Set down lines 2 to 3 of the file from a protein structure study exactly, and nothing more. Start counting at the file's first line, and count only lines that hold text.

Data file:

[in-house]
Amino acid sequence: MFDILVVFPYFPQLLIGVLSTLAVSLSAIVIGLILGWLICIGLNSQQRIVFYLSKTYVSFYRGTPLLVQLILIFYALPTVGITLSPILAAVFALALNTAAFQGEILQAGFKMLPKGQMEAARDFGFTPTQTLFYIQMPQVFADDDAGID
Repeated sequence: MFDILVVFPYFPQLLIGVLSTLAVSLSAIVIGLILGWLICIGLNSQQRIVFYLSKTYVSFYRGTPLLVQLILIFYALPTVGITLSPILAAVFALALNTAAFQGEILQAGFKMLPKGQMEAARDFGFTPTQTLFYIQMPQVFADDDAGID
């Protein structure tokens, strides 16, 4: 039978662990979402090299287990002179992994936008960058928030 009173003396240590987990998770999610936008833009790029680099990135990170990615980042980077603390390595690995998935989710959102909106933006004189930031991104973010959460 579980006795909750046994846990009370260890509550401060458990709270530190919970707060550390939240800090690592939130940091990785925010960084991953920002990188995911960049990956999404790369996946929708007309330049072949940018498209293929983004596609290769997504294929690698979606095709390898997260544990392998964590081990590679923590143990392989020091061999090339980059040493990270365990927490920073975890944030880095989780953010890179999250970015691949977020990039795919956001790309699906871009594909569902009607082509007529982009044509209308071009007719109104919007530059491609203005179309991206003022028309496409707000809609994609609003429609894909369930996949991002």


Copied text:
Amino acid sequence: MFDILVVFPYFPQLLIGVLSTLAVSLSAIVIGLILGWLICIGLNSQQRIVFYLSKTYVSFYRGTPLLVQLILIFYALPTVGITLSPILAAVFALALNTAAFQGEILQAGFKMLPKGQMEAARDFGFTPTQTLFYIQMPQVFADDDAGID
Repeated sequence: MFDILVVFPYFPQLLIGVLSTLAVSLSAIVIGLILGWLICIGLNSQQRIVFYLSKTYVSFYRGTPLLVQLILIFYALPTVGITLSPILAAVFALALNTAAFQGEILQAGFKMLPKGQMEAARDFGFTPTQTLFYIQMPQVFADDDAGID